As we mentioned last Friday on The Gottman Relationship Blog, learning to manage conflict is critical to effective self-care. If conflict in your relationship is a constant source of stress, be sure to follow our next few blog postings as we will be discussing Dr. Gottman’s Four Horsemen and their Antidotes! We begin this week with the first horseman & its antidote pair: Criticism and Gentle Start-up.
Most of us become critical when we are totally overwhelmed. When we are frustrated by a problem we want solved now, and the last straw was a number of straws ago, and we’ve just about had it. As our tempers flare, tension rises, and self-awareness goes out the window.
In this frenzied state, we are unlikely to use a particularly gentle startup. We are likely to begin conversations on a sour note and, as Dr. Gottman explains, conversations invariably end on the same note that they begin. In fact, they do so 96% of the time.
In The Relationship Cure, he describes this idea in the context of harsh start-up:
You want to connect with somebody, so you make a bid for that connection. But because your bid begins in such a negative, blaming, or critical way, you get just the opposite of what you’re after: You drive the person away.
You lose the chance to connect. Or you find yourself suddenly and alarmingly connected – in a fight. The problem you wanted to discuss is eclipsed by a new one (or two, or three).
The injustice! Identifying and addressing issues with your partner is a great idea, but the following distinction is important to keep in mind. According to Dr. Gottman:
A complaint focuses on a specific problem, addressing the other person’s behavior, not his or her perceived character flaws.
Criticism on the other hand, is more judgmental and global: it frequently includes such phrases as “you always” or “you never” … often with negative labels or name-calling … frequently [assigning] blame.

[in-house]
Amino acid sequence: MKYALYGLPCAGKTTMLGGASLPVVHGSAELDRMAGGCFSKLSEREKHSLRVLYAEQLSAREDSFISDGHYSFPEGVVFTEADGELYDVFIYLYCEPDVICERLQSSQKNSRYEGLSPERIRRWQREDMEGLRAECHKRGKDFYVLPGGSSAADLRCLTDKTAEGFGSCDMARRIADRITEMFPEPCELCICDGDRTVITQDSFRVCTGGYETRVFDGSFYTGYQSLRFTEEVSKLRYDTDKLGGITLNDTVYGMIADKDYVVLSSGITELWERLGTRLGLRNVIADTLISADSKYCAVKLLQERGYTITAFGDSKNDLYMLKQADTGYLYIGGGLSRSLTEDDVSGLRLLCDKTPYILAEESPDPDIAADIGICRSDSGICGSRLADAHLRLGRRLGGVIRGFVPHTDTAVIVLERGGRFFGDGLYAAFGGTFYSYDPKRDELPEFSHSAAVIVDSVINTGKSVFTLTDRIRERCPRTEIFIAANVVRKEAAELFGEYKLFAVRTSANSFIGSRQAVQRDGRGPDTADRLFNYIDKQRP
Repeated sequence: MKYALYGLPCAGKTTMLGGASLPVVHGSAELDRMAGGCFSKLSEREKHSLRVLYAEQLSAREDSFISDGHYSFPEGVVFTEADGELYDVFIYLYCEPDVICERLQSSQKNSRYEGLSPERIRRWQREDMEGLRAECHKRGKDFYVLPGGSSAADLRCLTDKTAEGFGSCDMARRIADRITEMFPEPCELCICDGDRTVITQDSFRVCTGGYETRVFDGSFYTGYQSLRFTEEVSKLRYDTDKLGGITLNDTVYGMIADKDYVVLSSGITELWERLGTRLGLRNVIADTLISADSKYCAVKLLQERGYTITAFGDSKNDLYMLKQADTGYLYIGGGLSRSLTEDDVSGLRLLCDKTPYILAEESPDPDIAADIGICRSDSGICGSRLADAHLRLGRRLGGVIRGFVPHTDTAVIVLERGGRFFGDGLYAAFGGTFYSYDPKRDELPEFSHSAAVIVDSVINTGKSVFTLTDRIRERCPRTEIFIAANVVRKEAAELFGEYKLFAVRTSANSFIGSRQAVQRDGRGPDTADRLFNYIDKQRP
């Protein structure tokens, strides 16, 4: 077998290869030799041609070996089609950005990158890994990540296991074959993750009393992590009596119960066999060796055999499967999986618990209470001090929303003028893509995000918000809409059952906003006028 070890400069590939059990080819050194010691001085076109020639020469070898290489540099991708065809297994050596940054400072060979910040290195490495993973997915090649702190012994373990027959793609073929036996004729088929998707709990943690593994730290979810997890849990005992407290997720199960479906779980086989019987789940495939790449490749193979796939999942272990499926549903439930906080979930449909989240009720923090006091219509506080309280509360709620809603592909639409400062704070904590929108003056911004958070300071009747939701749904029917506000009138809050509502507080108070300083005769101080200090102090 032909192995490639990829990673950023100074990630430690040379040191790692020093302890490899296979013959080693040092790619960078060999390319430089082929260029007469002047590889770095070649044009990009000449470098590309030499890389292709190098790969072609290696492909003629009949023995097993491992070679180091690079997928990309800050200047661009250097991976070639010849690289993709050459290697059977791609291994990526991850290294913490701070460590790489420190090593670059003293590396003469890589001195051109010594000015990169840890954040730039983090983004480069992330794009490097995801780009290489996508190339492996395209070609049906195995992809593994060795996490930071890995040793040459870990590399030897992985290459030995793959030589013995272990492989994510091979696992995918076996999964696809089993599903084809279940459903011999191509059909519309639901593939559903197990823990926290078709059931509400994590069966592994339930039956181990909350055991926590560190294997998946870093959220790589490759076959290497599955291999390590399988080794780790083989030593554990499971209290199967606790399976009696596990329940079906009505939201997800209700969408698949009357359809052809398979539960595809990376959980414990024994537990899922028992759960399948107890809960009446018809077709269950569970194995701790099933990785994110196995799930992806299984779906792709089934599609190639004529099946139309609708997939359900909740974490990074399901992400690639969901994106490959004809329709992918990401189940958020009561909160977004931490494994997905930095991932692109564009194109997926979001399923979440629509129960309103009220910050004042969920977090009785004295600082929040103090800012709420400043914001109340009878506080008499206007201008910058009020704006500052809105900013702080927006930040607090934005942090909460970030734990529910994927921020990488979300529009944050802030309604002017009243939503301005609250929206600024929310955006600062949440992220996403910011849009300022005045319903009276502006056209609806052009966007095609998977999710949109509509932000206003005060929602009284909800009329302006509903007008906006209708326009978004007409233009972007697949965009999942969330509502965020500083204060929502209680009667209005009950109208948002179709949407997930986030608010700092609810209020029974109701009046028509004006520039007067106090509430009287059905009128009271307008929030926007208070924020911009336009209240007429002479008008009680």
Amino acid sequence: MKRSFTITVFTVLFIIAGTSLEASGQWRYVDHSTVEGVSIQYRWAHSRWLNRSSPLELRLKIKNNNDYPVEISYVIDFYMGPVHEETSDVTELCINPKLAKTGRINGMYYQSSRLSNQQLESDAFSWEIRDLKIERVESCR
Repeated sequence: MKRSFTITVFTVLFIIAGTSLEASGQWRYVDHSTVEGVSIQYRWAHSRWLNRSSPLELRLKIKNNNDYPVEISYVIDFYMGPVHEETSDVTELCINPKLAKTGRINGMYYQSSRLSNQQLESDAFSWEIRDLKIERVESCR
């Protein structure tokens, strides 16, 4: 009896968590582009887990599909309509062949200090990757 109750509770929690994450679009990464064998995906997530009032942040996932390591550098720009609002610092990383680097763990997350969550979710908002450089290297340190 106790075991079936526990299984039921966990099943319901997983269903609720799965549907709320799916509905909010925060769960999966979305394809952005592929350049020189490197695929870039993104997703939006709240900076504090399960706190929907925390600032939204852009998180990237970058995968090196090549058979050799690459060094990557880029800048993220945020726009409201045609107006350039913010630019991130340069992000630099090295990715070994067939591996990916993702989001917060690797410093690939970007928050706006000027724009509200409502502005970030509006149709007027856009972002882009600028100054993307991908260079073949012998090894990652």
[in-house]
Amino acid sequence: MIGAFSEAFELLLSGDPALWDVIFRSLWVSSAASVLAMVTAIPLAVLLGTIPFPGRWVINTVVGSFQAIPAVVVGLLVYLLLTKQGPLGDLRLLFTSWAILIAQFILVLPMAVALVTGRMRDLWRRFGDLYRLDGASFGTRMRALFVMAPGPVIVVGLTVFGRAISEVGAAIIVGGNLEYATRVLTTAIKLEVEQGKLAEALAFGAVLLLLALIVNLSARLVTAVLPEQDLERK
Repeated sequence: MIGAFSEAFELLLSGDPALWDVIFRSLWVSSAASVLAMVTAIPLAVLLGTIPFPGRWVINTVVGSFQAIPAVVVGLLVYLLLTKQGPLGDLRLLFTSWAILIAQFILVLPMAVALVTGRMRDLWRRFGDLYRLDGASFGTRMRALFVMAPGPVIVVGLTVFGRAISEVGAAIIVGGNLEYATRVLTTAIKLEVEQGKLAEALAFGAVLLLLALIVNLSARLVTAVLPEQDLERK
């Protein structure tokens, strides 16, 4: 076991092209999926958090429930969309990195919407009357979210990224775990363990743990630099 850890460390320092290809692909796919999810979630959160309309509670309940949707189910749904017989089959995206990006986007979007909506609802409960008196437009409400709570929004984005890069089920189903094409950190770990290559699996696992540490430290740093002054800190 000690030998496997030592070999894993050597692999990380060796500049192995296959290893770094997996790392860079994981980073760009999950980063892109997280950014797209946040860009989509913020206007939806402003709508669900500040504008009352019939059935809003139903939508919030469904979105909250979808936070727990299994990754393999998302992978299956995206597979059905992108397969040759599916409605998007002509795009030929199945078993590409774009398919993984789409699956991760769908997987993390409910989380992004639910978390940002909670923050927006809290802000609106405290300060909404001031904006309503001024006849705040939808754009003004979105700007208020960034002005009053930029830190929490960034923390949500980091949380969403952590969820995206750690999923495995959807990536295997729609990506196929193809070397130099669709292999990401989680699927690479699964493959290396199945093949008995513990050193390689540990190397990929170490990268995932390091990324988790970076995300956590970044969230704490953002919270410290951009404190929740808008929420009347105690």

Distinguishing between the two is pretty important. Criticism is a great way to initiate or escalate conflict. There is a difference between expressing feelings/drawing boundaries and attacking.
As usual, all of this makes sense on paper, but can be tricky in practice! To avoid saying things we don’t mean and hurting each other in the heat of the moment, it’s a good idea to go in with a game plan:
First, we have to internalize something important: Many of us have been brought up to interpret “Honesty is the best policy” to mean that we can say whatever we want … and yet following this rule often leads to mutual distress. Self-care involves behaving in a way that aligns with our values – and most people feel good about themselves when they treat others with kindness. Criticism is unkind. When we are critical, we are often cruel, and end up hurting not only the other, but also ourselves.
Second, we have to understand the alternative: Criticism often erupts when suppression of negative emotions takes the place of communication. In a healthy relationship, partners are able to talk effectively about problems by identifying their feelings, recognizing what they need and want, and then approaching each other in a respectful and loving way.
Their self-awareness determines their ability to assert themselves with compassion and to eliminate problems through mutual understanding and teamwork. Each partner must check in with themselves, making sure that they are getting their needs met, rather than waiting for the dam to break!
In doing so, they build greater trust, a stronger bond, and reduce collective number of gray hairs. (We’re pretty sure about the last one, but haven’t had a chance to do the research yet).
How do the “Masters” of relationships get there? You’ll find some answers in the following blog post.More in The Archives